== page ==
Private rental prices paid by tenants in Great Britain rose by 2.5% in the 12 months to June 2015, according to the Office for National Statistics Index of Private Housing Rental Prices.
Private rental prices grew by 2.5% in England, 2.1% in Scotland and 0.8% in Wales in the 12 months to June 2015.
Rental prices increased in all the English regions over the year to June 2015, with rental prices increasing the most in London (3.8%).
Overall consumer price index (CPI) inflation stood at 0% over the same period.
Steve Bolton, founder of Platinum Property Partners, said: “Last month saw the biggest annual increase in average rents seen since January 2013. A shortage of suitable properties, coupled with strong consumer demand – both from people priced out of the housing market and those who find renting better suits their lifestyle – has set rental prices on an upwards trajectory.
“This rise in rents isn’t likely to slow down any time soon, particularly as landlords now face a number of increasing costs. The prospect of an interest rate rise, together with the cap on mortgage interest tax relief introduced in the Budget, could pressure some landlords to increase their rents as they look to regain some of their profits.
“While growing wage packets mean some tenants will be able to cope with higher rents, landlords should be focussing on revisiting their strategy rather than passing their costs directly on to tenants. The Houses in Multiple Occupation (HMO) model provides up to three times more rental income than a standard buy-to-let investment, providing a sufficient buffer against rising costs. Our recent report showed HMOs achieved a 40% higher return on equity from 2010-14 compared to the wider buy-to-let market*. HMOs are also beneficial for tenants: PPP analysis shows that tenants living in high quality shared accommodation pay £419 less each month in rent and bills than someone who is renting alone.”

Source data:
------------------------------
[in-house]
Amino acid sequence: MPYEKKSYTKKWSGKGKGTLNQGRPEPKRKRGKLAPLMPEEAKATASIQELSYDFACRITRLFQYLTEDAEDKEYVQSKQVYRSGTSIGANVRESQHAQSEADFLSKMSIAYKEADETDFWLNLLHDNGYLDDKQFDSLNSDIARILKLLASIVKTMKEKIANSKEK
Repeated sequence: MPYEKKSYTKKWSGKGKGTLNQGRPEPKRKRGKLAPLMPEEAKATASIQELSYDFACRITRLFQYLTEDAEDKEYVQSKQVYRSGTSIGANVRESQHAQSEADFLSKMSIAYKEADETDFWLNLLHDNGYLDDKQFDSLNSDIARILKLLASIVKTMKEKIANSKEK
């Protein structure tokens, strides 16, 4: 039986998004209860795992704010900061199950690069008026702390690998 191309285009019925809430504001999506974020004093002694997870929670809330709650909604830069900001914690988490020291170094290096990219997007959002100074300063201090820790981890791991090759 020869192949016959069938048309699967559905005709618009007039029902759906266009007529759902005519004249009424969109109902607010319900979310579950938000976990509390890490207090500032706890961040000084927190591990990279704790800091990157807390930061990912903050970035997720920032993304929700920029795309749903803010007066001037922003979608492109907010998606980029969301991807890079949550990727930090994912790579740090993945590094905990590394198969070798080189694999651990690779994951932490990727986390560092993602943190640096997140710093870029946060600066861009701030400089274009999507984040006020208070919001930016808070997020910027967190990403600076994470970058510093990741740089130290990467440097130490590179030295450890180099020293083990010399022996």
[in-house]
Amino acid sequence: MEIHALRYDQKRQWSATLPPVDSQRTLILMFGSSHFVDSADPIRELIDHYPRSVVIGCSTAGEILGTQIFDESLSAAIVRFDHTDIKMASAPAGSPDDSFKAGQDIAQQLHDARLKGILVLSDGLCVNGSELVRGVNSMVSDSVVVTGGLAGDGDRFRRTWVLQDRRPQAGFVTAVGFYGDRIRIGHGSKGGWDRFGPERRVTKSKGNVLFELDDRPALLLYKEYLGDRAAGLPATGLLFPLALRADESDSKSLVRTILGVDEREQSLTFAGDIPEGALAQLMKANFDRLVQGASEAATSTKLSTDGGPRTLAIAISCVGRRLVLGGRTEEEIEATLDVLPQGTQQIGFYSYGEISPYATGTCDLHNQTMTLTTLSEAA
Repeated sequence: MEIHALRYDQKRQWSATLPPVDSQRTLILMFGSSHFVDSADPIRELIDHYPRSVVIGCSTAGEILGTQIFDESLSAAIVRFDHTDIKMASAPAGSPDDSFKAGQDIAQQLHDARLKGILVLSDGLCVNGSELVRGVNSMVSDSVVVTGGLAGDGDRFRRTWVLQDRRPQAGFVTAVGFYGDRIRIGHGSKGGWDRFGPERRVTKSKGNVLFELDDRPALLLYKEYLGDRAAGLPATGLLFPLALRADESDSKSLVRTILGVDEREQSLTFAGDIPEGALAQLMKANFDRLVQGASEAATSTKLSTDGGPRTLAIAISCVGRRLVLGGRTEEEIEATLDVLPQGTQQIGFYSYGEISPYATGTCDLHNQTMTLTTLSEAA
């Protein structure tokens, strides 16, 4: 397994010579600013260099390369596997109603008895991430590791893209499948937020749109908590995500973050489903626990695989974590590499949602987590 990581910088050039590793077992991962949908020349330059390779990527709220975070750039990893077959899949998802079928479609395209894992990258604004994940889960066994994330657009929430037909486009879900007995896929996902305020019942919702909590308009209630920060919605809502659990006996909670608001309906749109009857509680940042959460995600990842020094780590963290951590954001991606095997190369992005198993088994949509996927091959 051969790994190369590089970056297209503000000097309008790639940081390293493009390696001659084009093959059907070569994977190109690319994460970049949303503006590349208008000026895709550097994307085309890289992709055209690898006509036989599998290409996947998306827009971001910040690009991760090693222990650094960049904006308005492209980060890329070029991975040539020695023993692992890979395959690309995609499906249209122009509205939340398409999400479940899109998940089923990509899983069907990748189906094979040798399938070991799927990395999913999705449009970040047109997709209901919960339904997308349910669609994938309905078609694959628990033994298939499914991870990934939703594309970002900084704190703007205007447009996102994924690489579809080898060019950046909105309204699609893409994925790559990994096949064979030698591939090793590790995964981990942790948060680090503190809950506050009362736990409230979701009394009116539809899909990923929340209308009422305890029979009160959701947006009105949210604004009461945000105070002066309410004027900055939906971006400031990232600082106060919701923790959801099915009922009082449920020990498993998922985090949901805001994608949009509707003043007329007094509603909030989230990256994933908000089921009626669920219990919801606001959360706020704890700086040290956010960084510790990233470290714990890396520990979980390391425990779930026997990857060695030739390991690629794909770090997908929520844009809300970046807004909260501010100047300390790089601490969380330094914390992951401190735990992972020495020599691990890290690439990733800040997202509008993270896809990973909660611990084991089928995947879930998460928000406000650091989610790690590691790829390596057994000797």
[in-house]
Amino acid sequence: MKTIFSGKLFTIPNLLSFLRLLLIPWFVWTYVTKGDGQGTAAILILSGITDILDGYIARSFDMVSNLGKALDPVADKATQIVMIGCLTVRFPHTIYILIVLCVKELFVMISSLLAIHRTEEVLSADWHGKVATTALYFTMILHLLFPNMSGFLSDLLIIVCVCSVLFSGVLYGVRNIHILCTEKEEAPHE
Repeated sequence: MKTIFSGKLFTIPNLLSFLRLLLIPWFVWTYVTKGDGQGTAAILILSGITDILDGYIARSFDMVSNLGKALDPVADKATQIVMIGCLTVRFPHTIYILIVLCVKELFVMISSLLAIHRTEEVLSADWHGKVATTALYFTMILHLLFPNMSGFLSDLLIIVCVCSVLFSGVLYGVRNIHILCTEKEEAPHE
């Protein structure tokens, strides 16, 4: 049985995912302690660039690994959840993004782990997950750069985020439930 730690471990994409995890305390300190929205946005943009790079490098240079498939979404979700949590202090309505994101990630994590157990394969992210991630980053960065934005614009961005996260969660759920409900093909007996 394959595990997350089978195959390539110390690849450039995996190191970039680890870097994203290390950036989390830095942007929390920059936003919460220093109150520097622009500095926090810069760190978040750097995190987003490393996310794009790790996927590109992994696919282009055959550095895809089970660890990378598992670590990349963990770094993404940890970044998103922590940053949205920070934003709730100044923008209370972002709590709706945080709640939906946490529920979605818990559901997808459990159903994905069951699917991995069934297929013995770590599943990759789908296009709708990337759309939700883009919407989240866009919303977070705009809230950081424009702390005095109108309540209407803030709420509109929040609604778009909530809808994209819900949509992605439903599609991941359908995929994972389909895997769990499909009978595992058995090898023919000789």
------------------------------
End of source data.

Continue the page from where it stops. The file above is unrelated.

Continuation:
Betsy Dillner, director of Generation Rent, said: “The government might cheer zero inflation but it means very little to those of us who see any pay rises end up in our landlords' pockets.
“As more people find themselves stuck renting, runaway rents will drag the economy down. Ministers urgently need to ramp up their investment in new homes, and bring in rent controls to lower the cost of living for all.”
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